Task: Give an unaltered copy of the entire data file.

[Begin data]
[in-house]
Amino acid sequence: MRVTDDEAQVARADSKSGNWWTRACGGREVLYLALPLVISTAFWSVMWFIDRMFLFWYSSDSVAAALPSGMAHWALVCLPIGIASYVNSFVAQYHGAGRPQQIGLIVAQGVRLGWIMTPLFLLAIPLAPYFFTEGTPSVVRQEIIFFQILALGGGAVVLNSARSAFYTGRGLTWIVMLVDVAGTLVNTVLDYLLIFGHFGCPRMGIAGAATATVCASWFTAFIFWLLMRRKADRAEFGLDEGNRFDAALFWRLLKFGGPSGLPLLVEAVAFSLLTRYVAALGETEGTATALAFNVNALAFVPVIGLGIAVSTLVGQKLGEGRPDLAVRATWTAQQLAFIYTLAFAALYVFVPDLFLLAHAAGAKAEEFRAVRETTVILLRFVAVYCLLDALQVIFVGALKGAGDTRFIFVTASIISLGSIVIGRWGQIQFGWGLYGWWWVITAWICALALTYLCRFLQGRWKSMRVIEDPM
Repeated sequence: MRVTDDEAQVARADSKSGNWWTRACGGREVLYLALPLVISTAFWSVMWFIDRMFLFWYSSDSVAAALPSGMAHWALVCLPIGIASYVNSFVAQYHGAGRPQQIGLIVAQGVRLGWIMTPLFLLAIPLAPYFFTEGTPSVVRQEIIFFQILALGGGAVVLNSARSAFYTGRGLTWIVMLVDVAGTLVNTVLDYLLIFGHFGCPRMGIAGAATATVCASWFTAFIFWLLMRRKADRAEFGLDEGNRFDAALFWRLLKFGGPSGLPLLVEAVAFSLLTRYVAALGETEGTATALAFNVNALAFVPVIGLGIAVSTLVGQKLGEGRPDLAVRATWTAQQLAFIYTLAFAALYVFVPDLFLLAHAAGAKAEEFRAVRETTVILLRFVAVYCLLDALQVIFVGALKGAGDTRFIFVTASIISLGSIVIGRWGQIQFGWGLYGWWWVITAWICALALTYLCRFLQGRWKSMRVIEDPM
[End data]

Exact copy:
[in-house]
Amino acid sequence: MRVTDDEAQVARADSKSGNWWTRACGGREVLYLALPLVISTAFWSVMWFIDRMFLFWYSSDSVAAALPSGMAHWALVCLPIGIASYVNSFVAQYHGAGRPQQIGLIVAQGVRLGWIMTPLFLLAIPLAPYFFTEGTPSVVRQEIIFFQILALGGGAVVLNSARSAFYTGRGLTWIVMLVDVAGTLVNTVLDYLLIFGHFGCPRMGIAGAATATVCASWFTAFIFWLLMRRKADRAEFGLDEGNRFDAALFWRLLKFGGPSGLPLLVEAVAFSLLTRYVAALGETEGTATALAFNVNALAFVPVIGLGIAVSTLVGQKLGEGRPDLAVRATWTAQQLAFIYTLAFAALYVFVPDLFLLAHAAGAKAEEFRAVRETTVILLRFVAVYCLLDALQVIFVGALKGAGDTRFIFVTASIISLGSIVIGRWGQIQFGWGLYGWWWVITAWICALALTYLCRFLQGRWKSMRVIEDPM
Repeated sequence: MRVTDDEAQVARADSKSGNWWTRACGGREVLYLALPLVISTAFWSVMWFIDRMFLFWYSSDSVAAALPSGMAHWALVCLPIGIASYVNSFVAQYHGAGRPQQIGLIVAQGVRLGWIMTPLFLLAIPLAPYFFTEGTPSVVRQEIIFFQILALGGGAVVLNSARSAFYTGRGLTWIVMLVDVAGTLVNTVLDYLLIFGHFGCPRMGIAGAATATVCASWFTAFIFWLLMRRKADRAEFGLDEGNRFDAALFWRLLKFGGPSGLPLLVEAVAFSLLTRYVAALGETEGTATALAFNVNALAFVPVIGLGIAVSTLVGQKLGEGRPDLAVRATWTAQQLAFIYTLAFAALYVFVPDLFLLAHAAGAKAEEFRAVRETTVILLRFVAVYCLLDALQVIFVGALKGAGDTRFIFVTASIISLGSIVIGRWGQIQFGWGLYGWWWVITAWICALALTYLCRFLQGRWKSMRVIEDPM